Notwithstanding the effects of the Italian climate, Morice succumbed to illness on 18 October 1785. Two codicils to his will, written while abroad, throw an interesting light on his character. He asked Earl Tylney’s surgeon to remove his heart after death to prevent his being buried alive, and instructed that his two servants, executors as regards his effects in Naples, were to continued dwelling in his house there for a suitable time so that they did not have to return to England in the height of summer or winter. An earlier codicil, written to his trustees, directed that an annuity of £600, drawing on his remaining estates in Devon and Cornwall, was to be used to pay for the upkeep of his horses and dogs, the surplus to go to his legatee, Mrs. Levina Luther.[19][20] Mrs. Luther was the wife of John Luther and stepdaughter of Richard Bull;[21] Morice left his estate to her for life, and to her half-sisters Elizabeth and Catherine Bull after her death, but the three agreed to divide the estate equally.[22] His collection of art was sold to the Earl of Ashburnham.[14]

Notes[edit]

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  1. ^ Basset was the grand-nephew of Humphry’s second cousin, Sir William, and the nephew of Sir John St Aubyn, whom Humphry turned out of Parliament on the death of Sir William.

References[edit]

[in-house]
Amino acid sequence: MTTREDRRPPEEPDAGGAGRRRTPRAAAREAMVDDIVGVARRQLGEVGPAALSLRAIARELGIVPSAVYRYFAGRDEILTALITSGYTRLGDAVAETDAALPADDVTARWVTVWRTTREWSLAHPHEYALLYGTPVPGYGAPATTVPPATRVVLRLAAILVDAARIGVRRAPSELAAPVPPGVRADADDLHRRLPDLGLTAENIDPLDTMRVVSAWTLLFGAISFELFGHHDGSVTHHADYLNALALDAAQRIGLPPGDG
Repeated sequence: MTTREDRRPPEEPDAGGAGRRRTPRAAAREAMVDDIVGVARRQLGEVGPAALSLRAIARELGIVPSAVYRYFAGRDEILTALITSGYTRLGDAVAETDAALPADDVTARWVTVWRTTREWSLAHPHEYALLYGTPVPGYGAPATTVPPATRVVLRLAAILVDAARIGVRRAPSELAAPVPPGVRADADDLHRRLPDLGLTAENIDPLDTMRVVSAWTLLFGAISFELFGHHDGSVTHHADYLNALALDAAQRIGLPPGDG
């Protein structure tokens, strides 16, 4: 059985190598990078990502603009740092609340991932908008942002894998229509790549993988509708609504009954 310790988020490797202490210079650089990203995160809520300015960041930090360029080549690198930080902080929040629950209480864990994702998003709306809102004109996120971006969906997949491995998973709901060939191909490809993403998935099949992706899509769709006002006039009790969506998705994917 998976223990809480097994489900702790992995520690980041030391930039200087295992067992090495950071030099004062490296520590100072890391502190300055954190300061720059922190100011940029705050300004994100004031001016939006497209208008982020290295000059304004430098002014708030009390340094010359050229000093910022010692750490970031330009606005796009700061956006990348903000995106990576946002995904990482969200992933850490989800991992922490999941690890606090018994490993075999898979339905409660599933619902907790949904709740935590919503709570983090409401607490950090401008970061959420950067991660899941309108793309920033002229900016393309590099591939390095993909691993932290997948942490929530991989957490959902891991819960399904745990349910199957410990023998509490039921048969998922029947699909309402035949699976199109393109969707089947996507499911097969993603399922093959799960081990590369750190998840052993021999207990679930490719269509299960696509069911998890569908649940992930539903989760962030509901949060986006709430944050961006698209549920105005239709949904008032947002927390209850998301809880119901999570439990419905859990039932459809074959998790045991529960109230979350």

1. ^ a b c .mw-parser-output cite.citation{font-style:inherit;word-wrap:break-word}.mw-parser-output .citation q{quotes:”””””””‘””‘”}.mw-parser-output .citation:target{background-color:rgba(0,127,255,0.133)}.mw-parser-output .id-lock-free.id-lock-free a{background:url(“//upload.wikimedia.org/wikipedia/commons/6/65/Lock-green.svg”)right 0.1em center/9px no-repeat}body:not(.skin-timeless):not(.skin-minerva) .mw-parser-output .id-lock-free a{background-size:contain}.mw-parser-output .id-lock-limited.id-lock-limited a,.mw-parser-output .id-lock-registration.id-lock-registration a{background:url(“//upload.wikimedia.org/wikipedia/commons/d/d6/Lock-gray-alt-2.svg”)right 0.1em center/9px no-repeat}body:not(.skin-timeless):not(.skin-minerva) .mw-parser-output .id-lock-limited a,body:not(.skin-timeless):not(.skin-minerva) .mw-parser-output .id-lock-registration a{background-size:contain}.mw-parser-output .id-lock-subscription.id-lock-subscription a{background:url(“//upload.wikimedia.org/wikipedia/commons/a/aa/Lock-red-alt-2.svg”)right 0.1em center/9px no-repeat}body:not(.skin-timeless):not(.skin-minerva) .mw-parser-output .id-lock-subscription a{background-size:contain}.mw-parser-output .cs1-ws-icon a{background:url(“//upload.wikimedia.org/wikipedia/commons/4/4c/Wikisource-logo.svg”)right 0.1em center/12px no-repeat}body:not(.skin-timeless):not(.skin-minerva) .mw-parser-output .cs1-ws-icon a{background-size:contain}.mw-parser-output .cs1-code{color:inherit;background:inherit;border:none;padding:inherit}.mw-parser-output .cs1-hidden-error{display:none;color:#d33}.mw-parser-output .cs1-visible-error{color:#d33}.mw-parser-output .cs1-maint{display:none;color:#2C882D;margin-left:0.3em}.mw-parser-output .cs1-format{font-size:95%}.mw-parser-output .cs1-kern-left{padding-left:0.2em}.mw-parser-output .cs1-kern-right{padding-right:0.2em}.mw-parser-output .citation .mw-selflink{font-weight:inherit}html.skin-theme-clientpref-night .mw-parser-output .cs1-maint{color:#18911F}html.skin-theme-clientpref-night .mw-parser-output .cs1-visible-error,html.skin-theme-clientpref-night .mw-parser-output .cs1-hidden-error{color:#f8a397}@media(prefers-color-scheme:dark){html.skin-theme-clientpref-os .mw-parser-output .cs1-visible-error,html.skin-theme-clientpref-os .mw-parser-output .cs1-hidden-error{color:#f8a397}html.skin-theme-clientpref-os .mw-parser-output .cs1-maint{color:#18911F}}Cruickshanks, Eveline (1970). “Morice, Humphry (1723–85), of Werrington, Devon.”. In Sedgwick, Romney (ed.). The House of Commons 1715-1754. The History of Parliament Trust. Retrieved 18 October 2014.